213  Boundary conditions are a little more difficult. Fortunately the escript solver will handle our insulated boundary conditions by default with a zero flux operator. However, we will need to apply our heat source $q_{H}$ to the end of the bar at $x=0$ . \ESCRIPT makes this easy by letting us define areas in our domain. The finite points in the domain were previously defined as \verb x  and it is possible to set all of points that satisfy $x=0$ to \verb q  via the \verb whereZero()  function. There are a few \verb where  functions available in \ESCRIPT. They will return a value \verb 1  where they are satisfied and \verb 0  where they are not. In this case our \verb qH  is only applied to the far LHS of our model as required.  Boundary conditions are a little more difficult. Fortunately the escript solver will handle our insulated boundary conditions by default with a zero flux operator. However, we will need to apply our heat source $q_{H}$ to the end of the bar at $x=0$ . \esc makes this easy by letting us define areas in our domain. The finite points in the domain were previously defined as \verb x  and it is possible to set all of points that satisfy $x=0$ to \verb q  via the \verb whereZero()  function. There are a few \verb where  functions available in \esc. They will return a value \verb 1  where they are satisfied and \verb 0  where they are not. In this case our \verb qH  is only applied to the far LHS of our model as required.
214  \begin{verbatim}  \begin{python}
215  # ... set heat source: ....  # ... set heat source: ....
216  qH=q*whereZero(x[0])  qH=q*whereZero(x[0])
217  \end{verbatim}  \end{python}
218    
219  Finally we will initialise an iteration loop to solve our PDE for all the time steps we specified in the variable section. As the RHS of the general form is dependent on the previous values for temperature \verb T  across the bar this must be updated in the loop. Our output at each timestep is \verb T  the heat distribution and \verb totT  the total heat in the system.  Finally we will initialise an iteration loop to solve our PDE for all the time steps we specified in the variable section. As the RHS of the general form is dependent on the previous values for temperature \verb T  across the bar this must be updated in the loop. Our output at each timestep is \verb T  the heat distribution and \verb totT  the total heat in the system.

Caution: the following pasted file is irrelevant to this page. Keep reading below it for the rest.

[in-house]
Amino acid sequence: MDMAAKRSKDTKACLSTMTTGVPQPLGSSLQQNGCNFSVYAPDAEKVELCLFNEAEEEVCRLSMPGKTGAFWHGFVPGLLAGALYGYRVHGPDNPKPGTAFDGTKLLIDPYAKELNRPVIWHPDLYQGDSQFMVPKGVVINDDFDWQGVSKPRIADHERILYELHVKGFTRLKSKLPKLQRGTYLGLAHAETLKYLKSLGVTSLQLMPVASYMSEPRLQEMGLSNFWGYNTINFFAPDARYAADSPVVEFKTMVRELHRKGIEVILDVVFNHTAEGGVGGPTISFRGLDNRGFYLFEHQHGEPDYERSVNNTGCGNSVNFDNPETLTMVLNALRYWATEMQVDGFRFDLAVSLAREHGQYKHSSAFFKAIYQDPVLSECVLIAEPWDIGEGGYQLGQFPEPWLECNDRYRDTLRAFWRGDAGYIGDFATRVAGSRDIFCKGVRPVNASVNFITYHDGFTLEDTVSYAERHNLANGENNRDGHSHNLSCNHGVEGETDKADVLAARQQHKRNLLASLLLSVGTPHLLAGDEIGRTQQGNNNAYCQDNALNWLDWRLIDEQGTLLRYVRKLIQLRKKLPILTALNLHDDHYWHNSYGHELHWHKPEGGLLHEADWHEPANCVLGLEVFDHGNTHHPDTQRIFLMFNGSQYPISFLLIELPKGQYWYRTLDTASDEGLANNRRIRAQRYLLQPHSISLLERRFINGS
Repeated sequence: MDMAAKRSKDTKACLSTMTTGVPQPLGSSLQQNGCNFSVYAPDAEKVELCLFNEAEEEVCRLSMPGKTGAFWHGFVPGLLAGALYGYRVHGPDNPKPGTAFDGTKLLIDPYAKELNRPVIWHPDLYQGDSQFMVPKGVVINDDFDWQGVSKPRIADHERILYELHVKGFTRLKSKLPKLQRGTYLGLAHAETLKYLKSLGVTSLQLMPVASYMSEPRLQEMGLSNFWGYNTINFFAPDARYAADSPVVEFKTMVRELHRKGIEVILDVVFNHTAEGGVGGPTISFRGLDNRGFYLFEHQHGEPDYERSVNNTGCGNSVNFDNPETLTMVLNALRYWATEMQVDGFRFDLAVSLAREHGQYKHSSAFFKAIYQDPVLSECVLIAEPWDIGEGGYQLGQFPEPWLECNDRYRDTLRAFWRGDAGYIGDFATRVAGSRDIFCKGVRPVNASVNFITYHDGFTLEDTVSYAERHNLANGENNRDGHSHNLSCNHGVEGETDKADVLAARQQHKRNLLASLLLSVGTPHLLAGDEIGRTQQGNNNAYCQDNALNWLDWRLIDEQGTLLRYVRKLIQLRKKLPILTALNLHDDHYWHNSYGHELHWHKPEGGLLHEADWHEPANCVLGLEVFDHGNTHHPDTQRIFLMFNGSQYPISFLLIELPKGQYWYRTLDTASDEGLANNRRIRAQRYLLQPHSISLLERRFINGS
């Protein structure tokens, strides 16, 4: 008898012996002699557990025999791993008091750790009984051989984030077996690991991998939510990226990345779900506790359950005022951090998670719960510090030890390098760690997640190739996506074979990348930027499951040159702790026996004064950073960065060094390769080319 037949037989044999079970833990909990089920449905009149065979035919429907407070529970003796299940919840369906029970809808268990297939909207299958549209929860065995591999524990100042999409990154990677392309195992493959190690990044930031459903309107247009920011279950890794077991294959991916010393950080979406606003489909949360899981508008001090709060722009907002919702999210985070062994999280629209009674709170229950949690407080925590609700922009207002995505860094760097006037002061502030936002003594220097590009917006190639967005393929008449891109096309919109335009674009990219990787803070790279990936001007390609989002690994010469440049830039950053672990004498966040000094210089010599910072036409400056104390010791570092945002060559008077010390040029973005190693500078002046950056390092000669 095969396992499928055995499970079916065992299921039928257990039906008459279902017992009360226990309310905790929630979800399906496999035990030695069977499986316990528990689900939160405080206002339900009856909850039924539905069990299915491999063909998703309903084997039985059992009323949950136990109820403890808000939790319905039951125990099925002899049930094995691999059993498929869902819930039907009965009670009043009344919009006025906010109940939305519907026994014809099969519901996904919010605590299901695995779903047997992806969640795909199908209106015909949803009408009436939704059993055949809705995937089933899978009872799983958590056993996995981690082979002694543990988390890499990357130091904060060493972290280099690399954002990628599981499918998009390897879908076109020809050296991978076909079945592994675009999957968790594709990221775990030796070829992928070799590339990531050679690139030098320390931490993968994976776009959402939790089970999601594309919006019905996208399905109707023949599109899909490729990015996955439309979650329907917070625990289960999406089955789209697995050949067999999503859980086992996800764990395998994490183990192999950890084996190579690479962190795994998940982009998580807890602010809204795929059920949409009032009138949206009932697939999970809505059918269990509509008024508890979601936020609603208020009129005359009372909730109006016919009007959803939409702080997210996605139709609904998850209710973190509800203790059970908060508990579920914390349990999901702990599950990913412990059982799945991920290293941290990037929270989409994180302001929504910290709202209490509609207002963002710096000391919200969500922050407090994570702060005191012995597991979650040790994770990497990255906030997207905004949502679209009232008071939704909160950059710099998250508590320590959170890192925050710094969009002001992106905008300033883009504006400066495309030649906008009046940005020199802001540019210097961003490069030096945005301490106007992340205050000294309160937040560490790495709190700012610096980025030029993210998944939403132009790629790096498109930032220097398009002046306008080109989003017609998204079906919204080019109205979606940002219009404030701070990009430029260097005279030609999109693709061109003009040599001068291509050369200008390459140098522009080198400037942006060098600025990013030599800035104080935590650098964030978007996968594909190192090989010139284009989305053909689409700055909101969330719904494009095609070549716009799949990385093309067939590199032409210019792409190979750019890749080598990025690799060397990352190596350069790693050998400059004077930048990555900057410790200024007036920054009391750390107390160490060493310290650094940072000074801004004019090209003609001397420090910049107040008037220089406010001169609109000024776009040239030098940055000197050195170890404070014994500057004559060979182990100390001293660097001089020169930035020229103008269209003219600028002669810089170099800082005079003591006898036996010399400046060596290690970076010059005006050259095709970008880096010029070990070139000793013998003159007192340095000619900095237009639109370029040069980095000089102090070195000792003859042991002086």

220  \begin{verbatim}  \begin{python}
221  while t<=tend:  while t<=tend:
222      i+=1 #increment the counter      i+=1 #increment the counter
223      t+=h #increment the current time      t+=h #increment the current time
224      mypde.setValue(Y=qH+rhocp/h*T) #set variable PDE coefficients      mypde.setValue(Y=qH+rhocp/h*T) #set variable PDE coefficients
225      T=mypde.getSolution() #get the PDE solution      T=mypde.getSolution() #get the PDE solution
226      totT = rhocp*T #get the total heat solution in the system      totT = rhocp*T #get the total heat solution in the system
227  \end{verbatim}  \end{python}
228    
229  \subsection{Plotting the heat solutions}  \subsection{Plotting the heat solutions}
230  Visualisation of the solution can be achieved using \mpl a module contained with \pylab. We start by modifying our solution script from before. Prior to the \verb while  loop we will need to extract our finite solution points to a data object that is compatible with \mpl. First it is necessary to convert \verb x  to a list of tuples. These are then converted to a \numpy array and the $x$ locations extracted via an array slice to the variable \verb plx  .  Visualisation of the solution can be achieved using \mpl a module contained with \pylab. We start by modifying our solution script from before. Prior to the \verb while  loop we will need to extract our finite solution points to a data object that is compatible with \mpl. First it is necessary to convert \verb x  to a list of tuples. These are then converted to a \numpy array and the $x$ locations extracted via an array slice to the variable \verb plx  .